“Chicago Fire” stars are used to having their work seen by millions on the small screen. Sunday evening, they performed for a much smaller crowd — roughly 200 people at iO Chicago’s Mission Theater.
Veteran stage actor Chris Stolte, who plays Mouch on the NBC drama, rounded up seven other cast members along with “Chicago P.D.’s” Marina Squerciati to do a staged reading of Chicago playwright Jason Wells’ latest creation, a political comedy called “The Engine of Our Ruin.”
“Did I hesitate to do this?” David Eigenberg said after the performance. “Hell yeah. Who wants to work on their day off?”
It didn’t take much arm-twisting once the Naperville native found out the $50 tickets were a fundraiser for the 100 Club of Chicago as well as the fledgling Mission Theatre, co-run by improv legend David Pasquesi, who also took part in the event. (Pasquesi got the evening off to a jovial start when he introduced cast members like Taylor Kinney as “that guy from that Skechers commercial” and Charlie Barnett as Will Smith.)
Set in the Middle East, the play takes place in a swanky hotel suite where what was supposed to be a straightforward diplomatic mission between the United States and an Islamic nation gets a lot more complicated, thanks largely to a translator (Monica Raymund) with her own agenda.
Eigenberg and Stolte hilariously butted heads while representing Team USA, while Eamonn Walker and Yuri Sardarov played off each other well as power-hungry egomaniacs from a country that won’t be winning a N.O.W. award anytime soon.
Kara Killmer, Charlie Barnett, Taylor Kinney and Squerciati also generated a lot of laughs — especially the latter, who stole her scenes as Jessica, an extremely buzzed business traveler more interested in partying than international peace.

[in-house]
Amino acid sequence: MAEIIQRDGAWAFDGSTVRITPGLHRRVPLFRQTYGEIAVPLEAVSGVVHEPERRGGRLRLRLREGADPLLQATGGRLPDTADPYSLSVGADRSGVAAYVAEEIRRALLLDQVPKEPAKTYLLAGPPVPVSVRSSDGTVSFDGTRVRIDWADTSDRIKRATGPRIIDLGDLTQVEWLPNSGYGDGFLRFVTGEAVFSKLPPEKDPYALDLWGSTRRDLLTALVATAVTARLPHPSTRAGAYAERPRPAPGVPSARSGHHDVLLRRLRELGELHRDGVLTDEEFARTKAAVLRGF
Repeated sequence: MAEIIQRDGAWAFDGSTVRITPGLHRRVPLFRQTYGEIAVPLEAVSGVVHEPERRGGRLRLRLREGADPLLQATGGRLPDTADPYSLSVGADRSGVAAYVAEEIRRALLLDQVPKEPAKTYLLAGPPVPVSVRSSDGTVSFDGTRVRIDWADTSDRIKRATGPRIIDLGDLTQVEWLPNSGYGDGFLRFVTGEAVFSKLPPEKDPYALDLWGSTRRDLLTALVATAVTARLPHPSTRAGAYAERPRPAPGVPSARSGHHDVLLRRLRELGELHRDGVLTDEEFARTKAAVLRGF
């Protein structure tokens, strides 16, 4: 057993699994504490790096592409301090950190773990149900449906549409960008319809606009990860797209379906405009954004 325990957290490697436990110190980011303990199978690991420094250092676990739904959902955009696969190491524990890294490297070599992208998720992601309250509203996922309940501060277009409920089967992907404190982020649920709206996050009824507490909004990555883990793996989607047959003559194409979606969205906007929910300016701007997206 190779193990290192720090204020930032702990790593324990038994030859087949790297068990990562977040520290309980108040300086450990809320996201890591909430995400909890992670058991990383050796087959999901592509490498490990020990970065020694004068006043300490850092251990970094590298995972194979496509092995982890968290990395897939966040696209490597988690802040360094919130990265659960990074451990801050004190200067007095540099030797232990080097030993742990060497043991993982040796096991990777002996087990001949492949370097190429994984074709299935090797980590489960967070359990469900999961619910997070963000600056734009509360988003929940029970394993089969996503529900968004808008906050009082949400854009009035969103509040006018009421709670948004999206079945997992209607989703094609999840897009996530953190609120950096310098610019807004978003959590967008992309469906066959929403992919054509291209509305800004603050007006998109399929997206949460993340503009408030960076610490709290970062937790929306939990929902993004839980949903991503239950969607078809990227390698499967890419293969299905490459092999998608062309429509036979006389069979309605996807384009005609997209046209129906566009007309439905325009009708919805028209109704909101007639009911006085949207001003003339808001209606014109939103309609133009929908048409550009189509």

“We’re all theater people, we all come from that background,” said Barnett (“Fire” paramedic Peter Mills). The Juilliard grad grew up in Florida performing on stage. “Any opportunity we have to get back into it — to work that muscle — I’ll take it.”
In the audience was Stolte’s on-screen love interest and “Plouch” partner, Steppenwolf Theatre mainstay Amy Morton (Sgt. Trudy Platt on “P.D.”), as well as “Fire’s” Randy Flagler (Capp) and Joe Minoso (Cruz).
Lookinglass Theatre Company co-founder and “Friends” star David Schwimmer also dropped by to check it out, along with buddy Billy Dec.
Most of the cast stuck around after the performance, milling around the iO bar, posing for pictures with fans and signing autographs.
Wells, a Rogers Park playwright and actor, put on the staged reading to spot kinks in the script and see what does or doesn’t land with the audience. It’s a common practice for playwrights, although the actors they get to read the lines rarely have hit TV shows.
“I could see right away that I was in great hands with these guys,” said Wells, a St. Louis native who goes way back with Stolte. “They’re all doing TV now but they’re feeding their soul with this kind of thing. They were really into it. It was the best first reading that a writer could possibly have.”